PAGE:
I deal in hope : Carolyn R Scheidies

Blog Reading together as a family builds bonds

I’ve read articles and seen statistics on the positive benefits of reading to your children, but I don’t need a study to remind me of how such benefits made a difference in my life.  I grew up in a family that valued reading. My parents were always reading. As a pastor, my father used books as resources when he worked on his sermons. We seldom had much disposable income, but when possible, he purchased books for his office and for his family. He’d get books from friends and from second-hand stores and even at auctions. My parents believed in sharing their love of reading with their children. Early on, we three kids were taught to treat books with respect. 

Of course, Dad led daily Bible reading in our home, but he didn’t stop there. He read to us children, both as individuals and all together. After Dad died in 1988 and we’d divided up or given away different items, my brother Paul boxed up what was left. Many of those boxes haven’t been open since then. But with my brother’s passing, his wife and I went through the boxes. In one of the boxes, I found and brought home the book “Diary of an Early America Boy.” A note on the inside cover says that Dad read this book to Paul when my brother was young. (Newer versions of this book are available at Amazon.) 

I remember Dad reading books like a volume with both “Alice in Wonderland” and “Through the Looking Glass” to me. That volume fired my imagination and I never tired of having him read that book over and over to me. I snuggled close to Dad as he read. He’d take on personalities of the different characters. I felt so close to my father during those times. Sometimes, as I got older, we’d discuss the books we read together. Reading together gave me a loving bond with my dad as he opened the world for me through the eyes of the characters.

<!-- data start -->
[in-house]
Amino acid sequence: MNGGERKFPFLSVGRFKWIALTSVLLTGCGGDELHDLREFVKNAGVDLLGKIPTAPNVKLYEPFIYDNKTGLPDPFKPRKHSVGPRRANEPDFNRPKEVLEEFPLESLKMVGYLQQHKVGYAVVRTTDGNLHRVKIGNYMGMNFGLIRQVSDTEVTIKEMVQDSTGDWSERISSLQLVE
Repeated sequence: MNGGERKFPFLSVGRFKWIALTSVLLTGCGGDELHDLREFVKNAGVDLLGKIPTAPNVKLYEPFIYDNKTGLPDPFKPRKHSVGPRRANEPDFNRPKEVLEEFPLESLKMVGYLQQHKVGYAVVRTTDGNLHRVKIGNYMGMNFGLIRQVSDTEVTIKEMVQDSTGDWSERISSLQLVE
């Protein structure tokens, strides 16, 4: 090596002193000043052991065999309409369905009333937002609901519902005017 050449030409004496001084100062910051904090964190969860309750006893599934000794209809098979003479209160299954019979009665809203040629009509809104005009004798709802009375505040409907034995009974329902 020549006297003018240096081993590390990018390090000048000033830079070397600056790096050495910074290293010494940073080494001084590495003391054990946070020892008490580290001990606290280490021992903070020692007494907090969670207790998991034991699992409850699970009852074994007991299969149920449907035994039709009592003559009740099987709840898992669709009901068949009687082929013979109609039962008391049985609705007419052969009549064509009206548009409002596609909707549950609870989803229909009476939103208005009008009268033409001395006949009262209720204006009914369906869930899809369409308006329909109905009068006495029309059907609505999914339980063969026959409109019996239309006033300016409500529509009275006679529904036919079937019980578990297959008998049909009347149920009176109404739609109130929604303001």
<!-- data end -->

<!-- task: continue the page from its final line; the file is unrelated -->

My older sister Karin remembers Dad reading books from the Danny Orlis series to us as we got a little older. These were books, often with mysteries for the main characters to solve. They were books of honesty and faith as well. Little did I know that one day, after we moved to Kearney, I would not only meet the author, Bernard Palmer, who lived in Holdrege NE but also that he’d encourage me in becoming a published author. 

When Keith and I had our kids, we continued the tradition by reading to them. We read classics like “The Secret Garden” and the Narnia series as well as the Mandy series of books. The kids and I could hardly wait for the next book in the Mandy series to come out to discover her latest adventure with her friends. We are gratified that our older grandkids are also readers. 

Yes, reading with our kids brings families together.  Reading together helps families bond, learn and grow together and opens up possibilities. Read for yourself. Read with your kids and read together as a family. Reading really does matter. It sure made a difference for me.

Published by Kearney Hub 8/5/2019 as Reading together builds bonds 

By Carolyn R scheidies 

 



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